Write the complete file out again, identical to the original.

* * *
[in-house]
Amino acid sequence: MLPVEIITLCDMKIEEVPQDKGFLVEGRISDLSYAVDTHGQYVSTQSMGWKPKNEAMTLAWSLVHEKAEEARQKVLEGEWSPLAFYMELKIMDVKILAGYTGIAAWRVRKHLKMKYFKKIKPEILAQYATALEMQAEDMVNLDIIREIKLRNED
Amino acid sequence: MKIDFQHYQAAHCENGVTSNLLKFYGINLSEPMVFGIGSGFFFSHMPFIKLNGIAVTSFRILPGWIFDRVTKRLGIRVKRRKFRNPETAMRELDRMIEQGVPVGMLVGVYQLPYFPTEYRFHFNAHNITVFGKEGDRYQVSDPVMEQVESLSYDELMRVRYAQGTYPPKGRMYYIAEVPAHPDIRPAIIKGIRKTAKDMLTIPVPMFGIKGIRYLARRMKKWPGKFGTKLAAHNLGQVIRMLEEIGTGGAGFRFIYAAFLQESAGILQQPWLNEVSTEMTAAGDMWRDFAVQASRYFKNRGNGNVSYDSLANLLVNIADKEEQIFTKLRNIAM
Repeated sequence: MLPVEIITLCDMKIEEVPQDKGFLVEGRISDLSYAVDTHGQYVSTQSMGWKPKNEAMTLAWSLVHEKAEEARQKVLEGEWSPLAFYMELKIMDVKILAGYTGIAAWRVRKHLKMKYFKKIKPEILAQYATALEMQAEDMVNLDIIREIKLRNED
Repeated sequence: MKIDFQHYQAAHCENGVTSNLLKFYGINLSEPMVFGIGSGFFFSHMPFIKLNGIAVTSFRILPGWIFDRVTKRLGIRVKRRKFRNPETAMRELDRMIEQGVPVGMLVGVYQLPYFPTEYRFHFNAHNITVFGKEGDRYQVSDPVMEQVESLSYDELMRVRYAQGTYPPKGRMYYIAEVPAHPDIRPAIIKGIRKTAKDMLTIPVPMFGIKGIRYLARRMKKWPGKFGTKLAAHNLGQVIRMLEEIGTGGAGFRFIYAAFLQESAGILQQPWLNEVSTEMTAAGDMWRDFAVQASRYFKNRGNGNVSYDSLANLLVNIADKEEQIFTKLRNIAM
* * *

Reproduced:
[in-house]
Amino acid sequence: MLPVEIITLCDMKIEEVPQDKGFLVEGRISDLSYAVDTHGQYVSTQSMGWKPKNEAMTLAWSLVHEKAEEARQKVLEGEWSPLAFYMELKIMDVKILAGYTGIAAWRVRKHLKMKYFKKIKPEILAQYATALEMQAEDMVNLDIIREIKLRNED
Amino acid sequence: MKIDFQHYQAAHCENGVTSNLLKFYGINLSEPMVFGIGSGFFFSHMPFIKLNGIAVTSFRILPGWIFDRVTKRLGIRVKRRKFRNPETAMRELDRMIEQGVPVGMLVGVYQLPYFPTEYRFHFNAHNITVFGKEGDRYQVSDPVMEQVESLSYDELMRVRYAQGTYPPKGRMYYIAEVPAHPDIRPAIIKGIRKTAKDMLTIPVPMFGIKGIRYLARRMKKWPGKFGTKLAAHNLGQVIRMLEEIGTGGAGFRFIYAAFLQESAGILQQPWLNEVSTEMTAAGDMWRDFAVQASRYFKNRGNGNVSYDSLANLLVNIADKEEQIFTKLRNIAM
Repeated sequence: MLPVEIITLCDMKIEEVPQDKGFLVEGRISDLSYAVDTHGQYVSTQSMGWKPKNEAMTLAWSLVHEKAEEARQKVLEGEWSPLAFYMELKIMDVKILAGYTGIAAWRVRKHLKMKYFKKIKPEILAQYATALEMQAEDMVNLDIIREIKLRNED
Repeated sequence: MKIDFQHYQAAHCENGVTSNLLKFYGINLSEPMVFGIGSGFFFSHMPFIKLNGIAVTSFRILPGWIFDRVTKRLGIRVKRRKFRNPETAMRELDRMIEQGVPVGMLVGVYQLPYFPTEYRFHFNAHNITVFGKEGDRYQVSDPVMEQVESLSYDELMRVRYAQGTYPPKGRMYYIAEVPAHPDIRPAIIKGIRKTAKDMLTIPVPMFGIKGIRYLARRMKKWPGKFGTKLAAHNLGQVIRMLEEIGTGGAGFRFIYAAFLQESAGILQQPWLNEVSTEMTAAGDMWRDFAVQASRYFKNRGNGNVSYDSLANLLVNIADKEEQIFTKLRNIAM